I first heard about NFT in early 2021 when the co-founder of Twitter, Jack Dorsey, tweeted that he was going to sell his first tweet as an NFT. When I joined Clubhouse, almost everyone I connected with either hosted or joined NFT-related rooms. On top of that, many of my friends posted on Twitter and Instagram about how much money they made selling or trading NFTs. Naturally, I googled NFT to learn what it is and it was so bizarre to be reading news about how people were spending thousands of dollars, millions in some cases, to buy an NFT. Jack Dorsey's first tweet NFT was sold at almost USD 3 million! I had a very hard time to comprehend why anyone would pay millions of dollars for something that's everywhere on the internet? Something that can be screenshot and saved by millions of other people. It didn't make sense. And I was not the only one thinking this. Majority of people did.
But so was the internet and social media. When social media was first introduced, it was meant as a communication tool among friends and families. Now, it's also used for entertainment, business, and political agenda, just to name a few.
As a digital strategist, I cannot help but wonder, is NFT here to stay and eventually evolve into something unimaginable, or is this just another bubble waiting to burst. I did some research and talked to several stakeholders and people within the NFT community and learned about these 3 things that made me rethink about my earlier skepticism:
NFT is a non-fungible token representing a digital asset. Non-fungible means it is unique and cannot be replaced, altered, or replicated. In contrast, our money is fungible, meaning if my RM50 note is torn, I can go to any bank and exchange it with a new RM50 banknote. But you cannot do that with NFT. And because NFT is stored on a digital ledger, called blockchain, the origin is authenticated and every transaction is recorded and verified. When you buy an NFT, you can see who the creator is and every subsequent sale transaction is recorded so you can learn about how many previous owners it has had and how much people paid for it before. Unlike the second-hand LV bag we bought which the seller claimed had only one previous owner but there's no way we could verify that; or the gemstone we bought from a trader who claimed it was real and has a very high value but we didn't even know if the certificate that came with the stones was real or fake.
Because NFT is non-fungible and transparent, it can hold value. The value can come from the intrinsic value of the digital asset itself or the value can come from speculative gains when traded in the future. For instance, someone may buy an NFT of an art because of any one of these reasons:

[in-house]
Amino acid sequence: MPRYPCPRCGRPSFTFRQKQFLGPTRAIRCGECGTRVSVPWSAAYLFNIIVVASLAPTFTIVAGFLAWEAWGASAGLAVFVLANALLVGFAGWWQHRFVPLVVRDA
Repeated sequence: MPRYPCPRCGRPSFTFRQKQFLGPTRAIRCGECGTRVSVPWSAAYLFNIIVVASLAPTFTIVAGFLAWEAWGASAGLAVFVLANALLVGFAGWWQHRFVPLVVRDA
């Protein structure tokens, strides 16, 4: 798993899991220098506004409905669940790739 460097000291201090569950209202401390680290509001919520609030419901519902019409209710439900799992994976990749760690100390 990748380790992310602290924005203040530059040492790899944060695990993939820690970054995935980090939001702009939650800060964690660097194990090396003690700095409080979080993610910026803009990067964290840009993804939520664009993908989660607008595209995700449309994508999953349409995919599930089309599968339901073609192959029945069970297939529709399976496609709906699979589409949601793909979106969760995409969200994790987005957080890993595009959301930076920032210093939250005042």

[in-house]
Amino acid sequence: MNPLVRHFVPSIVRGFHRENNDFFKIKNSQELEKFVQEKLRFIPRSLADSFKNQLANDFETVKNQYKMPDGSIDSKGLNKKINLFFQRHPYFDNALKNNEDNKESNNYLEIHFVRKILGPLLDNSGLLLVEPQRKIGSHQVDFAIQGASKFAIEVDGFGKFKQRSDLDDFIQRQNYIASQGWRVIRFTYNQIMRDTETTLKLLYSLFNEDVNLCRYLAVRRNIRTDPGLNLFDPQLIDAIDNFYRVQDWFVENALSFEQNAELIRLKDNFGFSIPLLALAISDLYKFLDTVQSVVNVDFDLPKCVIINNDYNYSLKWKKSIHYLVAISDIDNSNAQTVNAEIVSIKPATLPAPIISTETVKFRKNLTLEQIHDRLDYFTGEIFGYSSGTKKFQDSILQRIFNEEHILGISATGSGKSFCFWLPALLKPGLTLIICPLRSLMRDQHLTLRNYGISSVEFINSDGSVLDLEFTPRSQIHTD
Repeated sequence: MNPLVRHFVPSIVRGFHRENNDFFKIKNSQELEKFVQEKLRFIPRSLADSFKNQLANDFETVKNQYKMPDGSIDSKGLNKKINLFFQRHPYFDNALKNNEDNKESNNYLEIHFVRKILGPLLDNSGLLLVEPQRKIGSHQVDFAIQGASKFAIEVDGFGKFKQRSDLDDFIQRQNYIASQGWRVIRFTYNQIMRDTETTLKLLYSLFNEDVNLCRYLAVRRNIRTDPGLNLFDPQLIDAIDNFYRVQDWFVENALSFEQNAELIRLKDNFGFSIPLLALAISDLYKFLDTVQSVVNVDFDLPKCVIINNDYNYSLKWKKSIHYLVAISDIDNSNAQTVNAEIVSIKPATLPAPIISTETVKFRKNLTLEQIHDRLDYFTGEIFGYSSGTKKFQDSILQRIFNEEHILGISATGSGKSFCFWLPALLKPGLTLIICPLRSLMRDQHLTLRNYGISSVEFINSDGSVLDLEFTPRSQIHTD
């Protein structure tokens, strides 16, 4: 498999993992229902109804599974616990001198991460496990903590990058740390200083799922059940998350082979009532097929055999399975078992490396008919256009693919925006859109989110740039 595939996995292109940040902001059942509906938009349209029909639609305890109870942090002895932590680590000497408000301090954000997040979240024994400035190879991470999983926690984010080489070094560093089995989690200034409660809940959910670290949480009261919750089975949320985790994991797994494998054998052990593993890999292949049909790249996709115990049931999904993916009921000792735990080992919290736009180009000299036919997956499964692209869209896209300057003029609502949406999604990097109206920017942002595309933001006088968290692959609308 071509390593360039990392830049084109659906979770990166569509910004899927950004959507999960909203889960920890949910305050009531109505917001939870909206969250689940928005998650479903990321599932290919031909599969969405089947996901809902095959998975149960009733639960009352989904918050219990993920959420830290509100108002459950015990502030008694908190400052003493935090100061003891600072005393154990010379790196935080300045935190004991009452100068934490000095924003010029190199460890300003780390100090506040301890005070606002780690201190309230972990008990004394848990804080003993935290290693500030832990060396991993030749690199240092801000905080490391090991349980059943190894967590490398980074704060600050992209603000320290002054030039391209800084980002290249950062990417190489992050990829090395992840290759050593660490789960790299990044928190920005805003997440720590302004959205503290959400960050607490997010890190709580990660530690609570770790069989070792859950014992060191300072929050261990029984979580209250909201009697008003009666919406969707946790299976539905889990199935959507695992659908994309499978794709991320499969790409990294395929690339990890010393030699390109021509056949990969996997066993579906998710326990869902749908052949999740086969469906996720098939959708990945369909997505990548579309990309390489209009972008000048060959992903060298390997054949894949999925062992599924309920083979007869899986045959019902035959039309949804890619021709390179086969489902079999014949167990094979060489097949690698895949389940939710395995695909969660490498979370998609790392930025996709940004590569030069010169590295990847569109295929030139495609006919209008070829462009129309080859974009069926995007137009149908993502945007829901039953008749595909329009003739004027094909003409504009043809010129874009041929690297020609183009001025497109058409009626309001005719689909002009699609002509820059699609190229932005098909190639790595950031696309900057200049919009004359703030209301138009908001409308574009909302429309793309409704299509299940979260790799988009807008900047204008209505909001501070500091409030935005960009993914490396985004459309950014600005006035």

Whatever the reason, one cannot gain any profit or value from a screenshot of an NFT because a screenshot does not hold value as it is not original. Think of it like a piece of a fine art in the museum, perhaps the Mona Lisa. There are many images of Mona Lisa on the internet, and the fake paintings on the street, yet, they do not hold value like the real Mona Lisa in the museum. So, did people really pay thousands of dollars for a jpeg? The answer is no. They spent thousands of dollars because they believed in the value it holds and that they can make tens of thousands in return.
With NFT, creators get proper recognition and compensation for their hard work, without the need of a middle man. Most NFT models make sure that creators get commission for every sale of the digital asset that they created. Imagine if the original creator of the meme above gets recognized and get paid for every time someone uses the meme? Isn't that great for them? After all, they did put in creativity in generating that meme and had made many people entertained.
On top of all these, what I like the most is how NFT helps to uplift and promote local cultures and local creators like what is being done at Pentas. This is also a great option for our local heritage preservation effort. For instance, in South Korea, an art center has already planned to launch NFT-based cultural project with the aim to preserve the value of cultural heritage. Perhaps our national museums can consider having NFT collections to preserve and promote our art, history and culture too?
"At Pentas, the artist will be their own record label. The artists & creators are allowed to earn out of every sweat that they shed. This is the type of value that we bring to the table. We uplift, we liberate, we lift up all the talents." - Mo, Pentas co-founder.
NFT is more than just trading digital artwork. Internationally, big brands have already incorporated NFTs in their marketing strategy. For example, Taco Bell auctioned NFT Gifs that came with real-world benefits to build brand awareness and to commemorate their iconic Taco dish. Mattel rolled out Hot Wheel's NFTs with chances of landing a real-life limited edition model to create hype among collectors. Nike and Adidas took NFT marketing to another level when they launched digital wears in the Metaverse (the virtual world)! Trust me, this list of examples are only expanding with time.
Will NFT continue to become a part of future marketing strategy for businesses? Will people continue to buy digital arts, digital attires, and spend money in the virtual world? Perhaps yes. We have seen how consumer behaviors shifted when a new technology was introduced previously. From buying in the brick and mortar shops to buying from e-commerce and social media. It can happen again with NFT marketplace and the Metaverse.
Whatever it is, we should not miss this opportunity just because we do not fully understand something. I know I will continue with my research on the NFT potentials for businesses and will keep sharing my findings online.
Remember, DYOR and WAGMI!
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